“For the last sequence of the film, I think we will use shots of Victoria’s statues from a graveyard in Lucknow,” confided the film-maker. “Calcutta is still the least materialistic part of India... People have other things on their mind — ideas, relationships...,” signs off Sonali.    

Calcutta, Nov. 30: 
In a pre-dawn swoop on Thursday, three criminals were arrested in North 24-Parganas and two more in South 24-Parganas. Senior police officers, who were a part of the special investigating team, said some valuables and cash had been recovered from them.

Inspector-general of police, South Bengal, Ajoy Prasad, said: “The valuables might belong to Shyamal Kanti Ghosh and Akshay Deb, whose houses in Uttar Purbachal were raided by two dozen dacoits on November 20. It is a very positive development. Ghosh and Deb identified four of them on Thursday.”

Home secretary S.N. Roy summoned Prasad and deputy inspector-general of police, presidency range, Gautam Chakraborty, to his Writers’ Buildings office to discuss the progress of the case. Police said the criminals spread out in several directions after the dacoities and took shelter in different places. “This helped us nab seven of them,” they said.    

Calcutta, Nov. 30: 
Transport minister Subhas Chakraborty has come up with a new prescription to ease traffic flow in the city — a workshop on road ethics for bus-drivers and conductors.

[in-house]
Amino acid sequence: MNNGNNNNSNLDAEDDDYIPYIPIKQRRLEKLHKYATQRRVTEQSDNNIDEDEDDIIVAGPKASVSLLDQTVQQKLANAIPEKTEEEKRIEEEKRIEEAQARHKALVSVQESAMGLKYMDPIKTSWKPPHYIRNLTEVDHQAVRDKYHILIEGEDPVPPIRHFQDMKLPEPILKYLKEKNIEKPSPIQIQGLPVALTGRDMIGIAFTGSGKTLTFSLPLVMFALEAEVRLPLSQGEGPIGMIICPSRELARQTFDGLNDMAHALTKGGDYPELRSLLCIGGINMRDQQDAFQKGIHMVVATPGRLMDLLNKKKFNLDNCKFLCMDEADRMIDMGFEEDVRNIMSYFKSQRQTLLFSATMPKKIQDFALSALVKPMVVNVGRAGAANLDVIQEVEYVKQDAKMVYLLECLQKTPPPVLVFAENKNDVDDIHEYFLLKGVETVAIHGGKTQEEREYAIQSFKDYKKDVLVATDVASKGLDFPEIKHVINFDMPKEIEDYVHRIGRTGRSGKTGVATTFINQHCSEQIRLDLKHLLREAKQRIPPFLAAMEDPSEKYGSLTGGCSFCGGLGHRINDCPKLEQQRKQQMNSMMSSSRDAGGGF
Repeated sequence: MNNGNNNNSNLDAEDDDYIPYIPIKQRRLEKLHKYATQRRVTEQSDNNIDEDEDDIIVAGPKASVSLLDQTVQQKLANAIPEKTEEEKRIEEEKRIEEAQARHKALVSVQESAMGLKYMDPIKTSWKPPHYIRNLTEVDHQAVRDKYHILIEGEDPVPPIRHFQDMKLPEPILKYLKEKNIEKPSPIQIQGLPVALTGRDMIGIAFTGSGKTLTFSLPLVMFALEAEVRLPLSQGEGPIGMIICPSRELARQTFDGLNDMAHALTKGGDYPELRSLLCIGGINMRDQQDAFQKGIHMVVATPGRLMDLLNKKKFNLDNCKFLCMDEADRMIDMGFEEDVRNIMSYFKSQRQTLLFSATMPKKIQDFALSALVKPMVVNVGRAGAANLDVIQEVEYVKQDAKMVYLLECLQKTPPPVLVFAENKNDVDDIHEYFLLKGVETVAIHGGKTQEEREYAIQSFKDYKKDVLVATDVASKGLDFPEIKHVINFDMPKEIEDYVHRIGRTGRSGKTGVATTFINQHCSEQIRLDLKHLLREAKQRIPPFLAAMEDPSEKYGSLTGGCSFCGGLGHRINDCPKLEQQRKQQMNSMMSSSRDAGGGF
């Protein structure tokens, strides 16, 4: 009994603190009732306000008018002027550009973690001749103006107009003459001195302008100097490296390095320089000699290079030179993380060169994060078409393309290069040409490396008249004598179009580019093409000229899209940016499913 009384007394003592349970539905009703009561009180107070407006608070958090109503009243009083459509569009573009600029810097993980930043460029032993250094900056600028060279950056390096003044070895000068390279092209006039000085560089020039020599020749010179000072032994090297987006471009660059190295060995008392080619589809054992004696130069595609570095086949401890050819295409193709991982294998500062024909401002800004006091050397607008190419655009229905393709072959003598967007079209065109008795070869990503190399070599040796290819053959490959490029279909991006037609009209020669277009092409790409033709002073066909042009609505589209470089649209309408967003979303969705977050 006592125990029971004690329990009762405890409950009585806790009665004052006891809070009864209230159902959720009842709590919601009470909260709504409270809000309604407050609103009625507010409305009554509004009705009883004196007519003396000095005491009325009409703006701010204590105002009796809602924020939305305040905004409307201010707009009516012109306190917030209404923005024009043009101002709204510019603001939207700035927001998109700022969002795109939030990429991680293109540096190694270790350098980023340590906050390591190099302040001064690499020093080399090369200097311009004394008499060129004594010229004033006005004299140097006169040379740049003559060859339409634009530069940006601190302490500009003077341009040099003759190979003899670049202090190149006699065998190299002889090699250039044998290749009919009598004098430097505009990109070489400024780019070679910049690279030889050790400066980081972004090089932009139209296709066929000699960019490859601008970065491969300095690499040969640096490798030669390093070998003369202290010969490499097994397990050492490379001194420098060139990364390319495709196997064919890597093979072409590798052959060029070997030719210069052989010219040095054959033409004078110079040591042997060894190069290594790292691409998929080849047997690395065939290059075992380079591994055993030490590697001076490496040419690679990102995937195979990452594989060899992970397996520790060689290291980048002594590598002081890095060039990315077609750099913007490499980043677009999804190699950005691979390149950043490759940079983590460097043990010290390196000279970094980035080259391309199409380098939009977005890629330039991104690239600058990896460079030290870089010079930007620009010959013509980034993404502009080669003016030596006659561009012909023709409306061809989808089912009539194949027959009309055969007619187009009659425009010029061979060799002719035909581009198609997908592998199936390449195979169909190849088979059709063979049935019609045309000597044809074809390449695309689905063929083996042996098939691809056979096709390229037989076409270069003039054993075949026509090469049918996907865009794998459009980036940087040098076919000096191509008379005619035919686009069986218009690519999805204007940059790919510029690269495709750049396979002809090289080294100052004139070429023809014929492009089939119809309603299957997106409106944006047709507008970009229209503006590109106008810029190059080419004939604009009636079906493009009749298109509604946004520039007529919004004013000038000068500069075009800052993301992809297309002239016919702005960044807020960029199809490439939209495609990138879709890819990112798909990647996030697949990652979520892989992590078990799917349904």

The workshop will be held in the last week of December, Chakraborty announced on Thursday. Transport and motor vehicles department officials will impart training to about 2,500 drivers and conductors.

“Bus-drivers are unnecessarily create traffic jams. They must stop overtaking and picking up passengers irrespective of designated stops,” the minister said. Reckless driving, too, is a problem, he added.

Chakraborty has lined up lessons for conductors as well, which will enable them to deal with the public. “Conductors should be well-behaved,” he said.

Even pedestrians would come under the purview of the workshop, as “most accidents occur due to some error on their part... It appals me to see a well-dressed man nonchalantly weave his way through the rush of vehicles,” the minister said.

The transport department will put up signboards and distribute leaflets among pedestrians, asking them to observe traffic rules. Similar workshops are also lined up for the districts.

Minibus threat

Representatives of minibus operators’ unions met the transport minister on Thursday and threatened to take their vehicles off the road if “anomalies” in the newly-instituted fare structure were not removed. Chakraborty promised to look into the matter.    

Calcutta, Nov. 30: